Written by Barbara Zuzarte-O’Grady
Sailing has always been a passion of my husband, Glen, and myself and we’ve always seen the Ocean as our home. We’ve spent over a decade on sailboats such as Windancer – a 40-ft Wauquiez – and raced in numerous regattas on our ex Young 88 racing boat – ‘O’Blueyes’.
It’s this love for sailing that has led us to meet numerous like-minded enthusiasts from all over the world.
We first started sailing at Changi Sailing Club (CSC) and together with two mates, Gary and Aspiah, we ‘hatched’ the idea of a two-week sojourn to the Adriatic Sea and exploring Croatia.
With great enthusiasm, a deposit was made with Pitter Yacht Charter in January 2020 and plans were to set sail in May the same year.
Then Covid hit!
The world came to a standstill. Borders closed, countries went into lockdown and the wind was knocked out of our sails along with the dream of traversing the coast of Croatia. A refund was not an option but the good people at Pitter guaranteed that we would be able to continue with our plans as soon as borders were reopened.
Three years later, they held true to this promise!
Covid restrictions (blah!) became a distant memory, and our plans started to take wing… or should I say set sail! Our new departure date was confirmed for 29th April 2023 and would last two weeks. We were finally set for this once-in-a-lifetime adventure!
Although the ideal period to visit Croatia is usually mid-May through to early October – with the peak in August – we decided to beat the maddening summer crowds while still enjoying (fingers crossed) the beginning of the summer. Our gamble paid off with only a trickling of tourists making an appearance throughout the trip.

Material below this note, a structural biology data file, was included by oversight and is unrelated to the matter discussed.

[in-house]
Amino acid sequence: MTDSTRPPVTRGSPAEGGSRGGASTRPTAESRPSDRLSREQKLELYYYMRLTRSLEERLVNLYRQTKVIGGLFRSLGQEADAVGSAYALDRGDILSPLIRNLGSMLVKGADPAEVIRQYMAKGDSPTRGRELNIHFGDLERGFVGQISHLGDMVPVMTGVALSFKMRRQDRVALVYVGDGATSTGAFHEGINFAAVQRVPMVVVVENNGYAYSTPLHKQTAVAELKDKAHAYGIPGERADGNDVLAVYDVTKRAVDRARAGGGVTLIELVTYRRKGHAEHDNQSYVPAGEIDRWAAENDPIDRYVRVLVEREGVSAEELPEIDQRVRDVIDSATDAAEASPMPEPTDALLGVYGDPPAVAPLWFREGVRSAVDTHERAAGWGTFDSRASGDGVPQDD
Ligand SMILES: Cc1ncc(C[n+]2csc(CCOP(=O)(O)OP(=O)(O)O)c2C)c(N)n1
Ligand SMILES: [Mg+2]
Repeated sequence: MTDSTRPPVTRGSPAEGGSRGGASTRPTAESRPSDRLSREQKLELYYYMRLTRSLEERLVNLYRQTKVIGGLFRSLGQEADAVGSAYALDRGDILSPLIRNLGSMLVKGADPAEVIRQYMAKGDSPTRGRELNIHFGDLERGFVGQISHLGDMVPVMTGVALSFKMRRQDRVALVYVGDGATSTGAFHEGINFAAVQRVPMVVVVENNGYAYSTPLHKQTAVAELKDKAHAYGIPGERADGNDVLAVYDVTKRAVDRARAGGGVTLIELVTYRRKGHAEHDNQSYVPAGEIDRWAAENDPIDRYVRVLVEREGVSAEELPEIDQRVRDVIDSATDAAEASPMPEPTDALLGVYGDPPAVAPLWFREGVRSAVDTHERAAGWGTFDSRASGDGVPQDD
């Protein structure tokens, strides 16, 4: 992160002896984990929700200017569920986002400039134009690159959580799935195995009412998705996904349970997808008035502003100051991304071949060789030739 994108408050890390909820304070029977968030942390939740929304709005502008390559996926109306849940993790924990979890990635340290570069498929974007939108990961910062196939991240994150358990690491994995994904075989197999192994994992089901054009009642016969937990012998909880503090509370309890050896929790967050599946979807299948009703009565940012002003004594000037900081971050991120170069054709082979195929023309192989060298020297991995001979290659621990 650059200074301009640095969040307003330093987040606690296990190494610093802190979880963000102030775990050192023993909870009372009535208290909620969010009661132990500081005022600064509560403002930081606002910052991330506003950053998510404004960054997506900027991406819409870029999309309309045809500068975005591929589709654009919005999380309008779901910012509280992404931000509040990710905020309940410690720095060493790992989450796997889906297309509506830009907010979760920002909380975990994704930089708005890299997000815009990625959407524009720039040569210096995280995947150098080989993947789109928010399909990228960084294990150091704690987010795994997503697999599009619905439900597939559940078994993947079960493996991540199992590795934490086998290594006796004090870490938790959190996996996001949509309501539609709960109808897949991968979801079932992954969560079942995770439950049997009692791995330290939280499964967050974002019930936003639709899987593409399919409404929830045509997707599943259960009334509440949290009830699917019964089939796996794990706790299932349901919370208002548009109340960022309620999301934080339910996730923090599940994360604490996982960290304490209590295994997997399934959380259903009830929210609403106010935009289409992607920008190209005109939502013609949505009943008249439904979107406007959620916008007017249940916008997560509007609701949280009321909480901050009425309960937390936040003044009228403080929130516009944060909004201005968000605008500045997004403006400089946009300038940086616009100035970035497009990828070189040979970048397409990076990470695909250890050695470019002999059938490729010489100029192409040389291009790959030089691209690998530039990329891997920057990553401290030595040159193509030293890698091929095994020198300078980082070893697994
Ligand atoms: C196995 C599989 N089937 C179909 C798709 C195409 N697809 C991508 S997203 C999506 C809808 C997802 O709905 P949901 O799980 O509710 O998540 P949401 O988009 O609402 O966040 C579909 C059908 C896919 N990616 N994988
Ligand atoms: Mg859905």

The expected average temperature in May is 15-22 degrees while the sea temperature would be from 15-18 degrees. Cold? (You think?)
Our vessel of choice for this escapade was a Nautitech 40 Catamaran – Rosa – consisting of four cabins and two heads. For an extra 50 Euros, we rented a Spinnaker as we felt “the need, the need for speed”. Apparently not many who chartered boats opt for a Spinnaker hence why the one we were given looked almost unused! We certainly took care of that and used it for most of our voyage!
Our crew was made up of Gary and Aspiah (speed demon sailors out of CSC on their Corsair Trimaran “Miss Visayan”), Dennis and Cheryl (owners of ‘Ohana’ – a 42 ft Hallberg-Rassy). Our good friends, Raya (an amazing sailor) and her German husband Wolfgang (some sailing experience) – from Mallorca – met us in Croatia at the start of our journey and stayed for the first week only. They then left us at the halfway and turning point in Dubrovnik and were replaced for the rest of the journey by Tonya from Canada (who enjoyed herself thoroughly at the helm) and Akiko from Japan (who ended up being the chef on the boat, constantly whipping up amazing meals for everyone). Both ladies being close friends of Gary and Aspiah.
It almost felt like a gathering of the United Nations with a truly international ‘cast’ of three Singaporeans, two Americans, an Aussie, two Germans, a Canadian and a Japanese.
The plan was to set to sail out of ACI Marina Trogir in Croatia (about 28km from Split) on the 29th of April 2023 and back at port two weeks later. We would meander towards Dubrovnik which would be the mid-point of our travels, drop Raya and Wolfy off, pick up Akiko and Tonya and head back the way we came.
Other than this planned route, we decided we would allow the ‘wind gods’ (with the help of maps of course) to take us where they saw fit. All other ‘in between’ plans were agreed upon collectively over sunset drinks. We agreed to seek out calm and protected bays or marinas to anchor at every evening.
Pitter Yacht Charter was a very accommodating, helpful, and easy-going company to deal with. The only restriction they had was that we stayed in Croatian waters! (Darn, there goes our idea of sailing off to Italy and beyond). Little did we know that they actually tracked our movements and knew the exact route we took.
“Twenty years from now you will be more disappointed by the things you didn’t do than those you did. So, throw off the bowlines. Sail away from the safe harbour. Catch the winds in your sails. Explore. Dream. Discover.” – Mark Twain